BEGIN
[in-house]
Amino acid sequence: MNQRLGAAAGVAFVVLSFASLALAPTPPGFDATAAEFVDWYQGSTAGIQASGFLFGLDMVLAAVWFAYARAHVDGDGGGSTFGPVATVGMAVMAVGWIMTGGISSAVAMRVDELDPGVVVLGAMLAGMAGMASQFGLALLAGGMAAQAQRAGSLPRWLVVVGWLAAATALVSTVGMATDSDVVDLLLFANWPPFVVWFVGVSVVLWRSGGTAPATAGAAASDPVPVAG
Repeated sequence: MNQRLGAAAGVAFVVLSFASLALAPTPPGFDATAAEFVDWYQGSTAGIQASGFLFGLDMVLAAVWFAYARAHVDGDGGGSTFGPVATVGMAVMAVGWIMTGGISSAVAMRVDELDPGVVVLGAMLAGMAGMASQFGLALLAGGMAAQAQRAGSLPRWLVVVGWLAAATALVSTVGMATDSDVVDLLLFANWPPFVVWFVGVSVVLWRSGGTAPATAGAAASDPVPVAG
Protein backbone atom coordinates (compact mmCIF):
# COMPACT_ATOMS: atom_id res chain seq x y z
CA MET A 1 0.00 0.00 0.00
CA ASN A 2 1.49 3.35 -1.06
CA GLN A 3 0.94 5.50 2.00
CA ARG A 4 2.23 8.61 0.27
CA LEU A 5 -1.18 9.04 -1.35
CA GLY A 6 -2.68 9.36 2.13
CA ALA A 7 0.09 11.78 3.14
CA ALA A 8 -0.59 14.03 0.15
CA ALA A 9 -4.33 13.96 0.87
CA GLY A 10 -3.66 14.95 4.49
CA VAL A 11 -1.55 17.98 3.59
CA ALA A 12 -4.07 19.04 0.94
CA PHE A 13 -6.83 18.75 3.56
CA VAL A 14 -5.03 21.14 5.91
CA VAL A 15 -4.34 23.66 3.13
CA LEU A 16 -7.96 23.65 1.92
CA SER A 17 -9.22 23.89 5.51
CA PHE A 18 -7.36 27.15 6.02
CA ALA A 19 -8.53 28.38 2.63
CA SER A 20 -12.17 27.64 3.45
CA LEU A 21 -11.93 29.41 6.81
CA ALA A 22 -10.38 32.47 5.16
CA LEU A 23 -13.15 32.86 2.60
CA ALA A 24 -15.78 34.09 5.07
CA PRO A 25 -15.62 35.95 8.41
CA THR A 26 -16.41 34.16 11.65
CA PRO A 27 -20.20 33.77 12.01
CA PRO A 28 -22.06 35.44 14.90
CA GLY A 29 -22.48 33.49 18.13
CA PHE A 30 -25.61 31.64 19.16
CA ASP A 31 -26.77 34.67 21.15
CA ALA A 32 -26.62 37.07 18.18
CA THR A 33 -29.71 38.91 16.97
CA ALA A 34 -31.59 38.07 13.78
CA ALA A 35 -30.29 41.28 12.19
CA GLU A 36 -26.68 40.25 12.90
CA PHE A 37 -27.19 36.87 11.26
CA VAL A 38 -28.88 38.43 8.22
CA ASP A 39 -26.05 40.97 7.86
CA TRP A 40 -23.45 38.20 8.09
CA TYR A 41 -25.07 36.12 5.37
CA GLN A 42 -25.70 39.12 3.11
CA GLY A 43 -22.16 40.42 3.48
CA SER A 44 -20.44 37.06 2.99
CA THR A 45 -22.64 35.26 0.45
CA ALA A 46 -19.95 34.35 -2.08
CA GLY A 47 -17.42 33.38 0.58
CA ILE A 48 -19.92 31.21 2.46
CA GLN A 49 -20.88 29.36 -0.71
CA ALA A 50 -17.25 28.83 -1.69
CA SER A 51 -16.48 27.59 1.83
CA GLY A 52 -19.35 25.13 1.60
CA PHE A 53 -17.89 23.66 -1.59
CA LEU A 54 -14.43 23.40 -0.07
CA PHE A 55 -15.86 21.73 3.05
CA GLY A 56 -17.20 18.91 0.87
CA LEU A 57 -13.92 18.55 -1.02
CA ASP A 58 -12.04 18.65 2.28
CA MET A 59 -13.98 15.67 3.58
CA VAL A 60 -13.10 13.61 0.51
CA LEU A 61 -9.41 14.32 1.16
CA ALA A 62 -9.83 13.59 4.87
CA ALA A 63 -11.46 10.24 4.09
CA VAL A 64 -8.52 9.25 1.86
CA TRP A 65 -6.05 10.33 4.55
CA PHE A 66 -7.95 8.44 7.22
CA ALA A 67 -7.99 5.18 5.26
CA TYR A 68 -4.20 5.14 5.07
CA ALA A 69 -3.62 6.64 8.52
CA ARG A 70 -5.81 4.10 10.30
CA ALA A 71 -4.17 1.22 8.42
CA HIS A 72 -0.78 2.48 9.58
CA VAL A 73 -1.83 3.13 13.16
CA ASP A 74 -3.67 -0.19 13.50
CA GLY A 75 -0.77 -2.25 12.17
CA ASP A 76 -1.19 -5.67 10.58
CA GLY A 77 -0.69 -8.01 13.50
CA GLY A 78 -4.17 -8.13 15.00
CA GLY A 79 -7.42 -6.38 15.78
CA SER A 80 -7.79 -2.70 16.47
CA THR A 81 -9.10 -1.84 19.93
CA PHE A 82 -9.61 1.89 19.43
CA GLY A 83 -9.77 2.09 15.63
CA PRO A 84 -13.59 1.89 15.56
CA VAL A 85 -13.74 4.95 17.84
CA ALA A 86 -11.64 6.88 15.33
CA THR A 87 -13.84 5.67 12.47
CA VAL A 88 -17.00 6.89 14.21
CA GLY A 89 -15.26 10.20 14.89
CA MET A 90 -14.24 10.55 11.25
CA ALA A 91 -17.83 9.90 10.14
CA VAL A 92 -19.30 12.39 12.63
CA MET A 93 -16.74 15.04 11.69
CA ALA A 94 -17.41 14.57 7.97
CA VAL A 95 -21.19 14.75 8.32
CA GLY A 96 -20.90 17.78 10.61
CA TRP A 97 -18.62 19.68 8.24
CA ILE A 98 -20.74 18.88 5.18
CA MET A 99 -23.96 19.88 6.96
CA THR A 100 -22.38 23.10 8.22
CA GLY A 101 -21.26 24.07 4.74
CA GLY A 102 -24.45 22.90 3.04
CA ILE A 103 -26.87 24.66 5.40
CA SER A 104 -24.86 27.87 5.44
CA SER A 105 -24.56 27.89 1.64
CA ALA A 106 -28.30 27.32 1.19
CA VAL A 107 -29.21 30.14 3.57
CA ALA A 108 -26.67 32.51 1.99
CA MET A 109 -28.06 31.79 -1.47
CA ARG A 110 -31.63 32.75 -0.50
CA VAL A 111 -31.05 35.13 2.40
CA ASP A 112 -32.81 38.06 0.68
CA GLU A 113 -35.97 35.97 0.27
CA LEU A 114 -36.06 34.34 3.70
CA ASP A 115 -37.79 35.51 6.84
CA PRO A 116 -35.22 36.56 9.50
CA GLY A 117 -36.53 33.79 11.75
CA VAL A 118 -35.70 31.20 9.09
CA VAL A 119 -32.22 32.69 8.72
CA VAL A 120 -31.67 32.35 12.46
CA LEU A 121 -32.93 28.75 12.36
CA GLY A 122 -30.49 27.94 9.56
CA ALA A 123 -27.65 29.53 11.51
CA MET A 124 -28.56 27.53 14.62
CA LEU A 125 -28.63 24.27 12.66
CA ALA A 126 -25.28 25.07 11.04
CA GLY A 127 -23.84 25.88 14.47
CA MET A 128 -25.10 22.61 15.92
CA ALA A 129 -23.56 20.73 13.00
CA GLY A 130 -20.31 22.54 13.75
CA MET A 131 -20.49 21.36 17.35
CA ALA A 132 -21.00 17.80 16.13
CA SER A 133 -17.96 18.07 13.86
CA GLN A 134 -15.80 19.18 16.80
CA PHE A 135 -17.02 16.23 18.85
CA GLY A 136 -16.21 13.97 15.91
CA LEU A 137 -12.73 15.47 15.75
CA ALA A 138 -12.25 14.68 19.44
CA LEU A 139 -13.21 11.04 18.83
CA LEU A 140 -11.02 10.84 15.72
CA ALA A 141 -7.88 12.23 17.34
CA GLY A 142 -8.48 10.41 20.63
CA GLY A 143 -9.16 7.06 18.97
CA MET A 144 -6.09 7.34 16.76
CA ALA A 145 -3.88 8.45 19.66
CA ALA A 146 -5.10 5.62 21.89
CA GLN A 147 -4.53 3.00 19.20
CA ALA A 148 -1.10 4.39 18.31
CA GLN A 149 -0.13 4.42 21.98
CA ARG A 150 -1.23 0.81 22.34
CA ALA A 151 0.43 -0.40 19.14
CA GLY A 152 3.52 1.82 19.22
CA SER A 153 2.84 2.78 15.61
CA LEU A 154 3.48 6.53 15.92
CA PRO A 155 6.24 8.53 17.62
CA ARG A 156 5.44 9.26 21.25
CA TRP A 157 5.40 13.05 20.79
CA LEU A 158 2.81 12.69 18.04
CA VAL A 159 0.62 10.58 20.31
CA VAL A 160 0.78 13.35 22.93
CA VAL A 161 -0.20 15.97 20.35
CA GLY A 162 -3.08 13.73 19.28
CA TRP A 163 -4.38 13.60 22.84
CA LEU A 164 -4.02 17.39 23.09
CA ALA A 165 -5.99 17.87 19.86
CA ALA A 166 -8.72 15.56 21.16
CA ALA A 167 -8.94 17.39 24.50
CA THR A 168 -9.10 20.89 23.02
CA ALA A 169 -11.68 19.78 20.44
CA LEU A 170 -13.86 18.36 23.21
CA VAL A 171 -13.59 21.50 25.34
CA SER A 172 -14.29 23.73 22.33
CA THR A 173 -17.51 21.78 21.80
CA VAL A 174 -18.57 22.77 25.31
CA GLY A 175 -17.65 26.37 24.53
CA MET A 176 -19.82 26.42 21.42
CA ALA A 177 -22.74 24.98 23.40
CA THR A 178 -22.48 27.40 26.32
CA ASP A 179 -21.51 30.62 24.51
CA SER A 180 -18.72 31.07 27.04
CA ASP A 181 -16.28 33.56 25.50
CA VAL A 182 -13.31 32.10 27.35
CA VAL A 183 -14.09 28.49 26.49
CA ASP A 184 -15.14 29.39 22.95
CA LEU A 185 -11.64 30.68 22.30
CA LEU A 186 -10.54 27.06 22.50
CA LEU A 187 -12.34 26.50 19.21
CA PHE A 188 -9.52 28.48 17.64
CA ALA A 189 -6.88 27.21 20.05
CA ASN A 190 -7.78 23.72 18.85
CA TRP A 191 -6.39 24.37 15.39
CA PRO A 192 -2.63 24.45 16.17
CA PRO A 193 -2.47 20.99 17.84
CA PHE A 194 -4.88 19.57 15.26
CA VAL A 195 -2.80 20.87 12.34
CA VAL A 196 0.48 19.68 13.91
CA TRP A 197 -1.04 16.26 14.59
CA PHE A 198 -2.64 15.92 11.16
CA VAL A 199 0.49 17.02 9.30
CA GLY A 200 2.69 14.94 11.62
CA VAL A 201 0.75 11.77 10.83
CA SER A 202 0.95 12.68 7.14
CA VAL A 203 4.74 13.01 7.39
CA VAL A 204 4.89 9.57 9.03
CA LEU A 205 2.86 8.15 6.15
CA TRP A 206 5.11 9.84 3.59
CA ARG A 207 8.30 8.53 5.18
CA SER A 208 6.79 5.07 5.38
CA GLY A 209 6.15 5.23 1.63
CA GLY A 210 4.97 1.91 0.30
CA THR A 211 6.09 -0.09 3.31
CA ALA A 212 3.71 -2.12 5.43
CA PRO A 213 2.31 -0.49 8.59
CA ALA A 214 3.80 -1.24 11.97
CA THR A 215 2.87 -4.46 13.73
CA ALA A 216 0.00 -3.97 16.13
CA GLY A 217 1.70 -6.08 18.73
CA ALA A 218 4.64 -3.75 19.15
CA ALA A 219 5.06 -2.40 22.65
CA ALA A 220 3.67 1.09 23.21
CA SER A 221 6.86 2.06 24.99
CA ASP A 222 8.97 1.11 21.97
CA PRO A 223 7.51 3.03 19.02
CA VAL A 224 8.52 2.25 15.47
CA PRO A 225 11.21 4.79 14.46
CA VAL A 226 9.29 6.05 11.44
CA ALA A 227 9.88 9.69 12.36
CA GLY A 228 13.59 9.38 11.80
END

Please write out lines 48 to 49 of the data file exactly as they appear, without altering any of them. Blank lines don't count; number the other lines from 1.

CA GLY A 43 -22.16 40.42 3.48
CA SER A 44 -20.44 37.06 2.99